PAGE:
Jewish life in Eastern-European countries is marked by specific challenges. The traces of the communist regimes and structural as institutional antisemitism are visible until this day. As practising Jewish traditions were forbidden or highly censored in communist dictatorships, many Eastern-European Jews struggle with post-generational trauma, internalized antisemitism, and the development of a proud and self-confident Jewish identity until this day. EUJS must be a place of empowerment for Eastern-European Jewry and support post-communist communities in the development of a positive Jewish identity.
EUJS believes that:
- EUJS should be a place of empowerment for Jews of all kinds of backgrounds.
- While EUJS has its policy “Fostering Diversity in the Jewish Community” that is tackling among others also the visibility and inclusion of Eastern Europe, there is still an insufficiency in the visibility, inclusion and empowerment.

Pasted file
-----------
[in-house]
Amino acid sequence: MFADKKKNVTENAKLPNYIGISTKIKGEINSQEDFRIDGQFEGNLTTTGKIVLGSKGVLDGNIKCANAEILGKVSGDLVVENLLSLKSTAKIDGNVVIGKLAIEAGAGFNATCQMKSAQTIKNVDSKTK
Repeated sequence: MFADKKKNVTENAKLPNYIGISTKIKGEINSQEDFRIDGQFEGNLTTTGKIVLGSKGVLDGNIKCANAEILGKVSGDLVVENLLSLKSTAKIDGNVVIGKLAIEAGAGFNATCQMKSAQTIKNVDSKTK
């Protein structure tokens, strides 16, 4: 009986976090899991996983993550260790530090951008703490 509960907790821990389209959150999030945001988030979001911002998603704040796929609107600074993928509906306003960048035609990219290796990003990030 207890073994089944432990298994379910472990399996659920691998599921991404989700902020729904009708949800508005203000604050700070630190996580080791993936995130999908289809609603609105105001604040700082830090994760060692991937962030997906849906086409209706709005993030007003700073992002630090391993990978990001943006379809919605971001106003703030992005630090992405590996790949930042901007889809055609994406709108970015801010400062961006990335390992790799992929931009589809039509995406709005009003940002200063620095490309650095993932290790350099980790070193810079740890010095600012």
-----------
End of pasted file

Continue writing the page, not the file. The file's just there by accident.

- The stories, perspectives and challenges of Eastern-European communities need to have a platform within the organization.
- Eastern-European Unions need specific support in the process of (re-)finding a positive approach to Jewish identity.
EUJS resolves to:
- Provide a platform to learn about the history and the challenges of post-communist communities, such as seminars and social media campaigns.
- Ensure higher financial support for Eastern-European Jews for whom certain EUJS programmes are financially unaccesible.
- Once a year organize an event in Eastern Europe to create a stronger relationship between Eastern European Unions and EUJS.
- Increase structural and strategic support to Eastern European unions through individualized help.
- Advocate for the needs of Eastern European young Jews in further settings, such as political platforms, Jewish and non-Jewish organisations as well as Jewish federations.